While traveling through the Texas panhandle back in May, I stumble upon an abandoned gas station in Claude, Texas—a small community outside of Amarillo. While you’d miss the town if you blinked, this old service station caught my eye with its aged pumps and metal roof. U.S. Highway 287 cuts right through town, and thousands of travelers pass by each day, yet most probably don’t notice this place, and I doubt very many stop to take a closer look. I’m drawn to abandoned buildings, so I immediately noticed, and of course stopped to capture it with my camera.
I used my Fujifilm X-E4 camera with the Fujinon 27mm f/2.8 lens to photograph the forgotten gas station. This combination is perfect for travel photography, and I used it a lot on this particular road trip—not just at this one stop, but at many, many others. I had the Fujicolor Natura 1600 Film Simulation Recipe programmed into the camera, which has quickly become one of my favorite color recipes. Because I shoot with recipes, I no longer edit my pictures (aside from some minor cropping and straightening), which saves me tons of time. I captured so many pictures on this road trip that I filled up a 128GB SD card (and then some!)—I couldn’t imagine having to post-process all of the RAW files; instead, my photographs are already finished as soon as they’re captured.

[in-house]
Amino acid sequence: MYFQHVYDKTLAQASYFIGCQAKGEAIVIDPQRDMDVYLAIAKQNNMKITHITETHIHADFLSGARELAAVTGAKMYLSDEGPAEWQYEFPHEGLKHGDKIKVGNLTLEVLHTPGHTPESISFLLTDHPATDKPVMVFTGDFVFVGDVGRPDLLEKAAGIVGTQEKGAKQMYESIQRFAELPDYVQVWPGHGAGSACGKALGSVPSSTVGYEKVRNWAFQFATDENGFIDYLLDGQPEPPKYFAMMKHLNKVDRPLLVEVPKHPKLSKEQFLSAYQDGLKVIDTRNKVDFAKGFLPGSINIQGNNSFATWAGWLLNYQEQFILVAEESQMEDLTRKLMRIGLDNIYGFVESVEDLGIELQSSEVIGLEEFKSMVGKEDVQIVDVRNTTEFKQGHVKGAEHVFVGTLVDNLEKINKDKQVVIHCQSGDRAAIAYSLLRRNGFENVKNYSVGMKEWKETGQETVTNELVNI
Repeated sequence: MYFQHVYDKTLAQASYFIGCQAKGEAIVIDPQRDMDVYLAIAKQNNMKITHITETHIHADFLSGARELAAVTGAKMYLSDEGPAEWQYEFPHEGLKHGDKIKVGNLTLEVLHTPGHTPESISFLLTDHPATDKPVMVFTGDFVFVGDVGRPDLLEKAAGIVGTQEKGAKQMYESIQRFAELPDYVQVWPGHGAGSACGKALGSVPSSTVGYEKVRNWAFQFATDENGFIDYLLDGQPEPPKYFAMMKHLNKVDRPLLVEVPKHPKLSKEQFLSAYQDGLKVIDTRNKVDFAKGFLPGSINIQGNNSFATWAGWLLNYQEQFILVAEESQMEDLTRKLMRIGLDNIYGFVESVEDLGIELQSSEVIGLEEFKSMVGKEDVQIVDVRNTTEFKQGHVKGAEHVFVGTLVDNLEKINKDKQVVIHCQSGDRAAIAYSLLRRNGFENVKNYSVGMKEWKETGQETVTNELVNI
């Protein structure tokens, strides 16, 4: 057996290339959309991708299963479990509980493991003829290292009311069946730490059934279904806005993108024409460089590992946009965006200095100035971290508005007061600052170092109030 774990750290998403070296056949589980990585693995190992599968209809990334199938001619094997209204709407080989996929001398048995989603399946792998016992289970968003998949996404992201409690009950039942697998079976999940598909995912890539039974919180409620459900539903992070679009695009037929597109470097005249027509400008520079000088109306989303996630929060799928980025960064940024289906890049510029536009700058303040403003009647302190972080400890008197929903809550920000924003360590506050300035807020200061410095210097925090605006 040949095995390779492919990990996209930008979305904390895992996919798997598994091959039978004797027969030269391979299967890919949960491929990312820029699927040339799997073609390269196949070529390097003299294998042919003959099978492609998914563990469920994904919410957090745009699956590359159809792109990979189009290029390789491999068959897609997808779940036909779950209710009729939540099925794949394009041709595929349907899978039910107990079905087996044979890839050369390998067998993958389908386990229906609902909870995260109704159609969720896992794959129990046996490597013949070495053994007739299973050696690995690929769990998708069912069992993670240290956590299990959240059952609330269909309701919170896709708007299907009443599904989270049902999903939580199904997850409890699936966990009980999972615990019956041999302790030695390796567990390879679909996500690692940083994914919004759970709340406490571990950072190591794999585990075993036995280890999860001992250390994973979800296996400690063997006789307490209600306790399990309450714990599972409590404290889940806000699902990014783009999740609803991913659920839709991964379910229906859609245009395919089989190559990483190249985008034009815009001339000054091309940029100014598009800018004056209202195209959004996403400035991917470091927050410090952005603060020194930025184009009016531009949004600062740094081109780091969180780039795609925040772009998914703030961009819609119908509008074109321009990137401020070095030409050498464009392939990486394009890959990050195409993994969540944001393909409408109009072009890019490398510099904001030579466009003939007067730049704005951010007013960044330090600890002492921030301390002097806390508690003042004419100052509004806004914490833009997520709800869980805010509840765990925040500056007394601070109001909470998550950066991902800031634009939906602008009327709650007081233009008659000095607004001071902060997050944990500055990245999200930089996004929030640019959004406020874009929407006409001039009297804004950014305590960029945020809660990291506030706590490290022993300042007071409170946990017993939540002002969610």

I didn’t stay long in Claude. Like many west Texas small towns, there’s a lot of photographic potential, as there is a lot of character and forgotten history. I could have captured even more while I was there, but I had somewhere to be, so I left satisfied that I documented this interesting old gas station while it still remains standing. Even in rural towns, progress eventually catches up, and relics are demolished, so opportunities are fleeting. Besides, I might never pass through Claude again, but if I do, I will definitely have a camera ready.
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